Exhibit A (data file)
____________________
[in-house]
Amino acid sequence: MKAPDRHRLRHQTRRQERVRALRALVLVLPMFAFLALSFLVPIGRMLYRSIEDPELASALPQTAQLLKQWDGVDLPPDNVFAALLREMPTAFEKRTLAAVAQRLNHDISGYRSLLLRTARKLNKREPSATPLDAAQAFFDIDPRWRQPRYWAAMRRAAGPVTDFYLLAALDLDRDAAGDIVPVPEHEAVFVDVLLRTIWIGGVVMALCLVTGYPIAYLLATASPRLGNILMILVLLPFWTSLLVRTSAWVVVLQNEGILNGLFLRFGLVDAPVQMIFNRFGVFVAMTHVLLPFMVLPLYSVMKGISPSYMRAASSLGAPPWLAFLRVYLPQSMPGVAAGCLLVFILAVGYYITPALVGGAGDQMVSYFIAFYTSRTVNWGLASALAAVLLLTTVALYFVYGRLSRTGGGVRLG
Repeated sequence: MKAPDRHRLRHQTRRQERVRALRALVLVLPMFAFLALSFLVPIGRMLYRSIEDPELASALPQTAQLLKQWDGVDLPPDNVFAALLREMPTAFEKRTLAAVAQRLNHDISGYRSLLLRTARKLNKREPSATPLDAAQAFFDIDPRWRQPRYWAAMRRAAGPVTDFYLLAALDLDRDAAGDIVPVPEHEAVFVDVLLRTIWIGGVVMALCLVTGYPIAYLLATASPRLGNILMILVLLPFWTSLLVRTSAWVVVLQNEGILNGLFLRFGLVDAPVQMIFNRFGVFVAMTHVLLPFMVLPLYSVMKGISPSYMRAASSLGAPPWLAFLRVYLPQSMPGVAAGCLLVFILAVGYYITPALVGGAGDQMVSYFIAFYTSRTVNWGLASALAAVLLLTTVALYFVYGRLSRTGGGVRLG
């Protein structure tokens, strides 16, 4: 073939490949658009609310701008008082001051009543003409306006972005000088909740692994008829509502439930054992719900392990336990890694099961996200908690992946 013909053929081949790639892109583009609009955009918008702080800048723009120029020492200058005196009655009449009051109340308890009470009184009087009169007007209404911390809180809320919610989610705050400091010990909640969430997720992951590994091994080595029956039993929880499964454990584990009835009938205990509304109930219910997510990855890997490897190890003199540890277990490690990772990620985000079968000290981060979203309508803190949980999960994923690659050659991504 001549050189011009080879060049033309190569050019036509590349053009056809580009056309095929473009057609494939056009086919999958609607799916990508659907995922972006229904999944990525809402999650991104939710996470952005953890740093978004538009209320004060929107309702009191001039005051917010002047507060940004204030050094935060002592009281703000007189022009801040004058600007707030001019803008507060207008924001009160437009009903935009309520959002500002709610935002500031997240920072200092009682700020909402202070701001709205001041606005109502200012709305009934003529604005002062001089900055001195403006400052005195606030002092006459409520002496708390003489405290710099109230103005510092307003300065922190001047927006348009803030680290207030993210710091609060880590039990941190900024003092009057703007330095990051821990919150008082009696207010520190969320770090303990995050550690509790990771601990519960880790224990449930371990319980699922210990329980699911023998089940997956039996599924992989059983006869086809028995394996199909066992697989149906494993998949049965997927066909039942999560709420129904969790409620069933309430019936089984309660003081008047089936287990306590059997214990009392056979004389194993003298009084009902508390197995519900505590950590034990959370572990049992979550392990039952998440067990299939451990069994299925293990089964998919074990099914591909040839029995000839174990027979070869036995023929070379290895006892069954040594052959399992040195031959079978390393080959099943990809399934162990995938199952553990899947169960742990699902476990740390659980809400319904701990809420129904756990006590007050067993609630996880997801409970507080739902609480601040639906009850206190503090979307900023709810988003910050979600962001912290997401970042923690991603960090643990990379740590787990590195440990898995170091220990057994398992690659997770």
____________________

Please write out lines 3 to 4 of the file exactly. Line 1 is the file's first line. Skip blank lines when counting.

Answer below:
Repeated sequence: MKAPDRHRLRHQTRRQERVRALRALVLVLPMFAFLALSFLVPIGRMLYRSIEDPELASALPQTAQLLKQWDGVDLPPDNVFAALLREMPTAFEKRTLAAVAQRLNHDISGYRSLLLRTARKLNKREPSATPLDAAQAFFDIDPRWRQPRYWAAMRRAAGPVTDFYLLAALDLDRDAAGDIVPVPEHEAVFVDVLLRTIWIGGVVMALCLVTGYPIAYLLATASPRLGNILMILVLLPFWTSLLVRTSAWVVVLQNEGILNGLFLRFGLVDAPVQMIFNRFGVFVAMTHVLLPFMVLPLYSVMKGISPSYMRAASSLGAPPWLAFLRVYLPQSMPGVAAGCLLVFILAVGYYITPALVGGAGDQMVSYFIAFYTSRTVNWGLASALAAVLLLTTVALYFVYGRLSRTGGGVRLG
């Protein structure tokens, strides 16, 4: 073939490949658009609310701008008082001051009543003409306006972005000088909740692994008829509502439930054992719900392990336990890694099961996200908690992946 013909053929081949790639892109583009609009955009918008702080800048723009120029020492200058005196009655009449009051109340308890009470009184009087009169007007209404911390809180809320919610989610705050400091010990909640969430997720992951590994091994080595029956039993929880499964454990584990009835009938205990509304109930219910997510990855890997490897190890003199540890277990490690990772990620985000079968000290981060979203309508803190949980999960994923690659050659991504 001549050189011009080879060049033309190569050019036509590349053009056809580009056309095929473009057609494939056009086919999958609607799916990508659907995922972006229904999944990525809402999650991104939710996470952005953890740093978004538009209320004060929107309702009191001039005051917010002047507060940004204030050094935060002592009281703000007189022009801040004058600007707030001019803008507060207008924001009160437009009903935009309520959002500002709610935002500031997240920072200092009682700020909402202070701001709205001041606005109502200012709305009934003529604005002062001089900055001195403006400052005195606030002092006459409520002496708390003489405290710099109230103005510092307003300065922190001047927006348009803030680290207030993210710091609060880590039990941190900024003092009057703007330095990051821990919150008082009696207010520190969320770090303990995050550690509790990771601990519960880790224990449930371990319980699922210990329980699911023998089940997956039996599924992989059983006869086809028995394996199909066992697989149906494993998949049965997927066909039942999560709420129904969790409620069933309430019936089984309660003081008047089936287990306590059997214990009392056979004389194993003298009084009902508390197995519900505590950590034990959370572990049992979550392990039952998440067990299939451990069994299925293990089964998919074990099914591909040839029995000839174990027979070869036995023929070379290895006892069954040594052959399992040195031959079978390393080959099943990809399934162990995938199952553990899947169960742990699902476990740390659980809400319904701990809420129904756990006590007050067993609630996880997801409970507080739902609480601040639906009850206190503090979307900023709810988003910050979600962001912290997401970042923690991603960090643990990379740590787990590195440990898995170091220990057994398992690659997770």